In 2008, during an expedition to the Minya Konka Range (AAJ 2009, pp 350-352), Sébastien Moatti and I climbed a nameless summit of 5,200m in the Tshiburongi Valley north of Riuchi Gongga. While making this ascent, I noticed a towering granite wall rising from just beyond the base of the Tshiburongi Glacier. With its image burned into my mind, I returned in 2009 to tackle it with French guides Pierre Labbre, Rémi Sfilio, and Baptiste Rostaing-Puissant.
We established camp on October 3 at the foot of the Tshiburongi moraine. This would be our base for the next 22 days. We then required four days to ferry our technical equipment, including two portaledges, 200m of static line, and food, to the bottom of the face, a 900m vertical wall shaped like a cannon shell and topped by 150m of mixed terrain and ribs leading to a nameless summit of ca 6,000m. It took 3½ days to open the first 400m, where the rock varied from compact to crumbling flakes. During the third night a stone, falling from high above, hit my chest, the first in a series of misfortunes that would end our attempt. Next day a faulty rope maneuver, and the sack containing all our supplies fell to the foot of the wall. This conclusively forced our retreat.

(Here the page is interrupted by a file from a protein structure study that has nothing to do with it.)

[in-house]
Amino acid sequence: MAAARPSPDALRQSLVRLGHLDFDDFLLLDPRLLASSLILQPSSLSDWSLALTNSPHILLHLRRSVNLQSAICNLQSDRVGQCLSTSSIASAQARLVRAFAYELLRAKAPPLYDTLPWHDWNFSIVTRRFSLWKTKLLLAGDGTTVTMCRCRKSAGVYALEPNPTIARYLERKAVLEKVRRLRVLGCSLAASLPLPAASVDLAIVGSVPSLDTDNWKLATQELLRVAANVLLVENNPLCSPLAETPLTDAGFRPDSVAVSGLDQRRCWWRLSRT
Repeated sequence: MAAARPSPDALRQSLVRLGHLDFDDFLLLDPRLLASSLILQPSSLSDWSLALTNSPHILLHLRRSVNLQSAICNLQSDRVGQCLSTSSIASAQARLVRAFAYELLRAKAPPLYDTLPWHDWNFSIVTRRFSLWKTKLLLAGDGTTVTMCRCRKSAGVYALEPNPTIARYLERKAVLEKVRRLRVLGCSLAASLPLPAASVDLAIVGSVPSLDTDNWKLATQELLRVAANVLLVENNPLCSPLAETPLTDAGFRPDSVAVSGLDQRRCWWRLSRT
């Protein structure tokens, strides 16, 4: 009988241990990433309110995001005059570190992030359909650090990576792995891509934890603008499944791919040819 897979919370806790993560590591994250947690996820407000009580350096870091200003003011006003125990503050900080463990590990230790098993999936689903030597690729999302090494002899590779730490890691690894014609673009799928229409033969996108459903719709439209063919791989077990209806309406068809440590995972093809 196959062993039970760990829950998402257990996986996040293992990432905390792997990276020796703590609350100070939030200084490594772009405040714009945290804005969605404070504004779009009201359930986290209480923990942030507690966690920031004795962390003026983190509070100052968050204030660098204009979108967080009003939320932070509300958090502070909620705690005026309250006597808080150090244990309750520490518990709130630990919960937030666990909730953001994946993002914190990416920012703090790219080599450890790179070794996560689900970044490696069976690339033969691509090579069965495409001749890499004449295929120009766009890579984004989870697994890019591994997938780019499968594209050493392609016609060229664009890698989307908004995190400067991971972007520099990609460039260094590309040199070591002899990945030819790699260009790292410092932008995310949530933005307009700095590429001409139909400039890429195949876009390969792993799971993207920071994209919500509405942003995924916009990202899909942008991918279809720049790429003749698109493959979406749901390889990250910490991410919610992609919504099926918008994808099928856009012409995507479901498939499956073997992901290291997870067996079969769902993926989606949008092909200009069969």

To the high point we had climbed and equipped (one 8mm bolt and piton at each belay) eight pitches: the first three up a wide crack (6b and A2,180m); a long traverse pitch on mixed ground (5 and M4, 80m), and four steep pitches (6b and A2, 200m).
While I was treated at Kangding’s hospital (nothing broken, just a crushed muscle), Pierre and Rémi attempted the west face of Jiazi via a different line from the one we tried in 2008. It took 2½ days to reach the top of this 1,300m-long mixed face. The climb, which resembled the Colton-MacIntyre route on the Grandes Jorasses, followed a series of steep snow slopes, ice gullies, and mixed terrain (TD+, WI5+ and M4). They reached the south ridge and climbed to an altitude of 6,200m, before strong wind and poor snow conditions turned them back. They descended the south ridge to the col between Jiazi and Grosvenor, from where they rappeled the west face for 150m from Abalakovs to reach the glacier. They made two bivouacs; one at around two-thirds height on the face and a second on the col. This is the second route on the west face of Jiazi, yet neither has reached the summit.
Pascal Trividic, France